Hing is King – An Aromatic Spice From The Indian Kitchen
Image Credit: Hing- The Aromatic Spice From The Indian Kitchen

'Hing' is an indispensable spice in most Indian kitchens. The unique smell of 'Hing' is one of its key distinguishing features. Coming from a household which uses 'Hing' in most of its traditional dishes, I can guess that something delicious is being cooked just by the aroma of 'Hing' in ‘Desi Ghee’. Most curries and Lentils (Dals) are tempered with ghee to provide a distinctive flavour and health benefits. Digestive features of asafoetida ensure no bloating or acidity after eating gas-inducing dishes like beans and legumes. ‘Hing’ is also added to churans and ayurvedic supplements to aid digestion.

'Hing' smells weird! Said the western world, to the extent of even calling it ‘Devil’s Dung’; however, in India, 'Hing' is a revered spice which adds its distinct aroma and flavour to dishes and is often used as a substitute for onion and garlic. Thus, you will find ‘'Hing'’ a preferred spice in ‘prasadam’ served in temples.

Although Indians use ‘'Hing'’ extensively, more than any other country in the world, ‘'Hing'’ is not cultivated in India. The gum is extracted from the roots and stems of the Ferula plants, which are imported predominantly from countries like Iran and Afghanistan, and then processed in India to produce 'Hing' in the compounded form we get in stores. They are also sold as small stones that are melted or pounded into powder to be used in various recipes. In Uttarpradesh, ‘Kachoris’ and their accompaniment, ‘Aloo ki Sabzi’, are unimaginable without the flavouring of ‘'Hing'’. Devoid of onion and garlic, adding ‘'Hing'’ provides the desirable ‘Umami’ flavour to the ‘sabzi’. ‘'Hing wali Kachori’! You will often find the ‘Kachori’ vendors displaying boldly the much-loved spice used in their recipe.

In Northern India, Kashmiris use ‘'Hing'’ extensively, especially the Kashmiri Pandits. 'Hing' is mixed with other Kashmiri spices and whisked into yoghurt, which is then added to the curries creating the famous ‘Yakhani’. ‘Nadru Yakhani’, a favourite vegetarian dish from Kashmir, carries an exquisite flavour of 'Hing'. ‘Haak Saag’ is a leafy preparation made with collard greens, using minimum spices; however, the taste of ‘Hing with mustard oil leaves a long-lasting impression on your palate. In the delicious cuisine of Kashmir, ‘Hing'’ is not limited to vegetarian dishes but is also used in meat dishes.

In Rajasthani cuisine, ‘Hing'’ receives similar love. Be it the ‘Kachoris’ or the famed ‘Kadhi’, ‘Hing'’ is indispensable. ‘Hing Wale Aloo’, a simple yet delicious dish of tempered potatoes, highlight the essence of 'Hing'' and is enjoyed with pooris or simply as an accompaniment to other dishes on the spread. Pickles throughout India use 'Hing' for its high flavour and aroma; 'Hing' usually works best with ghee; however, in pickling, you will experience the aromatic combination of 'Hing' with mustard oil to bring out an irresistible flavour.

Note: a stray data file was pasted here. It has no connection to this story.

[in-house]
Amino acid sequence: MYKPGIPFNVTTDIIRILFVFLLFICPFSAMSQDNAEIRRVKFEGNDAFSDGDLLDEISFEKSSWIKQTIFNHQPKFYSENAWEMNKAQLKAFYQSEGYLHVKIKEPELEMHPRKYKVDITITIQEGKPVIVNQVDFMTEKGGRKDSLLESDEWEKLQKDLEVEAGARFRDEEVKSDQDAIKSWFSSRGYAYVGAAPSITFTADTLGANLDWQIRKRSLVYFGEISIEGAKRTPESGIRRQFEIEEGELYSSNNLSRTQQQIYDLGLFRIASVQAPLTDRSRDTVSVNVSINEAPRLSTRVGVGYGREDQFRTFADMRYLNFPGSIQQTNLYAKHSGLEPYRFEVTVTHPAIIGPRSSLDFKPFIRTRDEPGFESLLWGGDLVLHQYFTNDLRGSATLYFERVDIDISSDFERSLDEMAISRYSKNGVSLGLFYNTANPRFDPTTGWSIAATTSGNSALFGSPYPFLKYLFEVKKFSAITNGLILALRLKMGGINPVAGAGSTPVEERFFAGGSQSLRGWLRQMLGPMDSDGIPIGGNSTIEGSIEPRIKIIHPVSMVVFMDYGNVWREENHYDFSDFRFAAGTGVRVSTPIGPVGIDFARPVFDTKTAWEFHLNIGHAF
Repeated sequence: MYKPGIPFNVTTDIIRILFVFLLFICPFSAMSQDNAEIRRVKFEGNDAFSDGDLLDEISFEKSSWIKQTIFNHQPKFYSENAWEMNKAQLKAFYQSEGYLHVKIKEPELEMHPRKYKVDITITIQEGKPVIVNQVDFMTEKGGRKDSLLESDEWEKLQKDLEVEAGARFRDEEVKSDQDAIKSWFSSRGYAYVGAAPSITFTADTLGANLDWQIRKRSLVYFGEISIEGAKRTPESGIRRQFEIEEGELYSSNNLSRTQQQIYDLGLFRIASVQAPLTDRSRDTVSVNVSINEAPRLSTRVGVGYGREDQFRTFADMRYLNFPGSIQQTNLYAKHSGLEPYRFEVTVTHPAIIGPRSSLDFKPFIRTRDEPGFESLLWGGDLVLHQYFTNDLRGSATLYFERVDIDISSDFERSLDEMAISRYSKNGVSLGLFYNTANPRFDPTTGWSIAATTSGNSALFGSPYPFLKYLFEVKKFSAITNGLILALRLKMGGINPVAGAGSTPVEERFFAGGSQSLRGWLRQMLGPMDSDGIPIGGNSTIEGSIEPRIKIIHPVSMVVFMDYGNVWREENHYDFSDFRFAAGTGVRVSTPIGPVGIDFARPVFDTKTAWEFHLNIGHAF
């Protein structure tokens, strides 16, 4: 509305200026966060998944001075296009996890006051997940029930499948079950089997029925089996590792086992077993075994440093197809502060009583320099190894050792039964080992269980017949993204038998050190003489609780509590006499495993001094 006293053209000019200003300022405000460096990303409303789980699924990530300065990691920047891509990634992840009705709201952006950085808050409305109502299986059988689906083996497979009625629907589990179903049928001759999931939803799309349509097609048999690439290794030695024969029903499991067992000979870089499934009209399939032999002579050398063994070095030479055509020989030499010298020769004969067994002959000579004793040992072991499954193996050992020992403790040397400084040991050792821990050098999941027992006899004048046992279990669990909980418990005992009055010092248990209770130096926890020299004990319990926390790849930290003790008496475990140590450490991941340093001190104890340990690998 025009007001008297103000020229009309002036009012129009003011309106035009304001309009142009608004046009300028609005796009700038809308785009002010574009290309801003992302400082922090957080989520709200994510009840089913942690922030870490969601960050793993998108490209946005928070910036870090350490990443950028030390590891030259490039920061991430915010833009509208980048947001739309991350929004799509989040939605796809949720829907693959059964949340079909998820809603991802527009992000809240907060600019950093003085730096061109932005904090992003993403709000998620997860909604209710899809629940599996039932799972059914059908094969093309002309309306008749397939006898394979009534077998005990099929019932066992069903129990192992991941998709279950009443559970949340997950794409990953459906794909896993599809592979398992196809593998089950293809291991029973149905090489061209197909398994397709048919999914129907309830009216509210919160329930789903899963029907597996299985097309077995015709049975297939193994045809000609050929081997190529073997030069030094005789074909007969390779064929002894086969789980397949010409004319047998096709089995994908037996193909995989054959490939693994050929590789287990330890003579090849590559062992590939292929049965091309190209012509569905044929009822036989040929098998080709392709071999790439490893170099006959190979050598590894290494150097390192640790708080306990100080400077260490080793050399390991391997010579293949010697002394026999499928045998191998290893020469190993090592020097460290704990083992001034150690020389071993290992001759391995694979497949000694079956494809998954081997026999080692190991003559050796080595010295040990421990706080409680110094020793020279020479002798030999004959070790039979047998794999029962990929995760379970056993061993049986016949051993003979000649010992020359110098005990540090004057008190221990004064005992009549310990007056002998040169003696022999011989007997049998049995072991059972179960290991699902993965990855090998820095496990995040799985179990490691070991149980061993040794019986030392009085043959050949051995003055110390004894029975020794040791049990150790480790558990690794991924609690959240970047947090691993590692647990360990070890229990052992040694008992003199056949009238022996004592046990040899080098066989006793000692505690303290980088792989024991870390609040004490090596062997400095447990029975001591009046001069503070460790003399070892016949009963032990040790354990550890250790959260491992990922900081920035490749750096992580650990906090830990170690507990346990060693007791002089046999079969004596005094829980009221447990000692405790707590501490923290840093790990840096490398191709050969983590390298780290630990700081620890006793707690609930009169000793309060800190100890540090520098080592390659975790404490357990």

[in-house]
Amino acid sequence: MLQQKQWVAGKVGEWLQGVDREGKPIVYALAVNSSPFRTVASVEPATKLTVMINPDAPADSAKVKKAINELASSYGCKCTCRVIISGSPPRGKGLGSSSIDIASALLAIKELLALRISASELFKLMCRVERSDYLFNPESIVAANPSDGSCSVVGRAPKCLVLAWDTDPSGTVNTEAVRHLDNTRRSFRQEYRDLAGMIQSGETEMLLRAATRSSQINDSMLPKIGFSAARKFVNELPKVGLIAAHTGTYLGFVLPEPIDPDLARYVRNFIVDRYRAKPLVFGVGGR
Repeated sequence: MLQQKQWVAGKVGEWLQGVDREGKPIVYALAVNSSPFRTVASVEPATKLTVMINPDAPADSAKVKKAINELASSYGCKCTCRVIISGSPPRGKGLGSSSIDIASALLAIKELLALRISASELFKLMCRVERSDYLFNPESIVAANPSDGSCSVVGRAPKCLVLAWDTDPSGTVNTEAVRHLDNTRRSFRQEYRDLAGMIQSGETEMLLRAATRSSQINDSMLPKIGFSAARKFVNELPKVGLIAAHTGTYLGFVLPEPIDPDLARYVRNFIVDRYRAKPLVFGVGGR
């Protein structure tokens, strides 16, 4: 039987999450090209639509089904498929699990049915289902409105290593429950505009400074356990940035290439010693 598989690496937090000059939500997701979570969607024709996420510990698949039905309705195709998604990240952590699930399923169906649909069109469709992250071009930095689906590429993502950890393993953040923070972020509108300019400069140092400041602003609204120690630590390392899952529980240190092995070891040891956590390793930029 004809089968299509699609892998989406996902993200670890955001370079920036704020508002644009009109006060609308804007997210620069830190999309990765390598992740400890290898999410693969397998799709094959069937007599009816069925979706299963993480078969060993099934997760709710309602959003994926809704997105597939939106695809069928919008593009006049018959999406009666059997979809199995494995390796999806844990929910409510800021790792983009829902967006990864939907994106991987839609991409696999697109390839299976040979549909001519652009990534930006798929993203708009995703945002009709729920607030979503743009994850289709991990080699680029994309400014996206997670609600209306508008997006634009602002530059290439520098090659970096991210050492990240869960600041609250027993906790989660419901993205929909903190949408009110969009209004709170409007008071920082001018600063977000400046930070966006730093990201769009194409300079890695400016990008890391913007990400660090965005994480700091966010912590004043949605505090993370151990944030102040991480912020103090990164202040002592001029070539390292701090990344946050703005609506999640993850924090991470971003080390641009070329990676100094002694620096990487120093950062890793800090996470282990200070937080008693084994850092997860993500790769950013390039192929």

Chaat vendors across India emphasise how they use Hing in their dishes, from flavouring the spicy water for Golgappas to using it in doughs and gravies; clever usage of hing makes all the difference. Chaat Masala, the incredible spice mix, is the secret of all chaat vendors worth their salt; However, the important role high-quality hing plays in a good chaat masala is no secret.

Be it the hilly regions of Uttarakhand and Himachal Pradesh, The Eastern states of Bihar, Odisha and Assam, the northern plains of Haryana and Punjab, or even across the border in Pakistan and Bangladesh, 'Hing' is a widely used spice. It’s hard to find a region of India not using 'Hing'; some use it more than others. However, our cuisines from east to west and north to south use 'Hing' extensively.

In South Indian Cuisines, 'Hing' is an indispensable flavour! South Indian cuisines offer many dishes where the tempering of 'Hing', mustard seeds and curry leaves form the foundational flavour. 'Hing' is known in South India by various names like ’Inguva’, ‘Perungayam’, 'Hing’, ‘Kayam’ etc. Who doesn’t love a flavourful ‘Sambhar’, ‘Rasam’ or buttermilk? Many simple vegetarian curries are cooked to such delicious taste with the distinct flavour of the 'Hing' tempering. Thus, it’s not surprising that India’s most famous brand of compounded 'Hing', ‘Laljee Godhoo (LG’), commenced its journey from Chennai (Capital of Tamilnadu) more than 125 years ago. And today, they are exporting it globally. Although the usage of 'Hing' is not much known in European or western cuisines, the culinary world is now slowly opening up to the use of this king of spices, 'Hing'.

We Indians are lucky to be exposed to such beautiful spices and indigenous techniques in our cuisines. So, let’s raise a toast of a Hing-tempered ‘Sol Kadi’, or ‘Buttermilk’, and celebrate the beautiful cuisines of India. Cheers!

Sidharth Bhan Gupta is a Hospitality/F&B Consultant travelling across India exploring regional cuisines.